KABUL, Afghanistan (Reuters) – Growing international pressure on Afghanistan to respect the religious freedom of a Christian convert was met in Afghanistan on Friday by calls for the man to be executed for denying Islam.
The controversy over Abdur Rahman, 40, whose trial is due to begin next week, threatens to drive a wedge between Afghanistan and Western countries that are ensuring its security and bankrolling its development.
But President Hamid Karzai cannot ignore conservative proponents of Islamic law or appear to bow too readily to outside pressure.
Religious and political figures meeting at a Kabul hotel, including former prime minister Ahmad Shah Ahmadzai and Shi’ite cleric Asif Mohsenia who commanded anti-Soviet forces in the 1980s, said the government should ensure that Islamic law is enforced.
It said if its demands were ignored, “the Muslim people of Afghanistan would consider struggle their legal and religious duty.”
Rahman was detained last week for converting to Christianity, judicial officials say. Death is the punishment stipulated by sharia, or Islamic law, for apostasy. The Afghan legal system is based on a mix of civil and sharia law.
The case has sparked an outcry in North America and Europe but that appeared only to harden positions in Afghanistan.
In Washington on Friday, U.S. Secretary of State Condoleezza Rice said she had met with both Karzai and the Afghan foreign minister about the case.
“We are working with the Afghans and we look to a favorable resolution of this case,” Rice said. “We’ve been very clear: The freedom of religion is a fundamental principle of democracy.”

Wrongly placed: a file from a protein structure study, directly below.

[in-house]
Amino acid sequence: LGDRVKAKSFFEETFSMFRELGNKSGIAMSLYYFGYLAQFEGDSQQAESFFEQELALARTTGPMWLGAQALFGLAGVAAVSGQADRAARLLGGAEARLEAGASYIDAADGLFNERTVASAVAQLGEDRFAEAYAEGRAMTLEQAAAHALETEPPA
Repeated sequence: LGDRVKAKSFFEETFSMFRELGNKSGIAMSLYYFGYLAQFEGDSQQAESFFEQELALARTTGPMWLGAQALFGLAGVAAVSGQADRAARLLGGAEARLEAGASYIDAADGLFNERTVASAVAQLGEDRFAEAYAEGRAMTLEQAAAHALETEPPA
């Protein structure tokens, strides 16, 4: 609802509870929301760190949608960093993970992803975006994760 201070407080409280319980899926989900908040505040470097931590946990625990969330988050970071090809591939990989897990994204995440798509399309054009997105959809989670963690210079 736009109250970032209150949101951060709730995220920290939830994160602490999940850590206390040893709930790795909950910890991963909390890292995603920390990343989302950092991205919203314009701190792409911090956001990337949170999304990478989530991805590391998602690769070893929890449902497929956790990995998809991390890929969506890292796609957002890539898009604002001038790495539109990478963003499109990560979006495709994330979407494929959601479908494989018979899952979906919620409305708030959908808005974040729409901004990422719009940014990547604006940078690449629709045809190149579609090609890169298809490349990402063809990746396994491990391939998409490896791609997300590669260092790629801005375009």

President George W. Bush has vowed to use U.S. leverage over Afghanistan.
Several other countries with troops in Afghanistan, including Canada, Italy, Germany and Australia, have voiced concern. Some foreign critics have urged that their troops be withdrawn.
Canada said Thursday Karzai had pledged that Rahman would not be executed. A presidential spokesman in Kabul declined to comment, but a government minister said a solution could be found.
Virtually everyone interviewed in a small sample of opinion in several parts of the deeply conservative, Muslim country on Friday said Rahman should be punished.
Several clerics raised the issue during weekly sermons in Kabul Friday, and there was little sympathy for Rahman.
“We respect all religions, but we don’t go into the British embassy or the American embassy to see what religion they are following,” said cleric Enayatullah Baligh at Kabul’s main mosque. “We won’t let anyone interfere with our religion, and he should be punished.”
Analysts say they doubt the man will be executed and his case could hinge on interpretations of the new constitution, which says “no law can be contrary to the sacred religion of Islam.”
It also says Afghanistan will abide by international agreements, including the Universal Declaration of Human Rights, which enshrines freedom of religion.
Rahman told a preliminary hearing last week he had become a Christian while working for an aid group helping Afghan refugees in Pakistan 15 years ago.
He was detained after his family informed authorities he had converted, apparently following a family dispute involving two daughters, a judicial official said.
A prosecutor has raised questions about Rahman’s mental state, and a judge said that could be taken into account. Rahman has denied he is mentally unstable.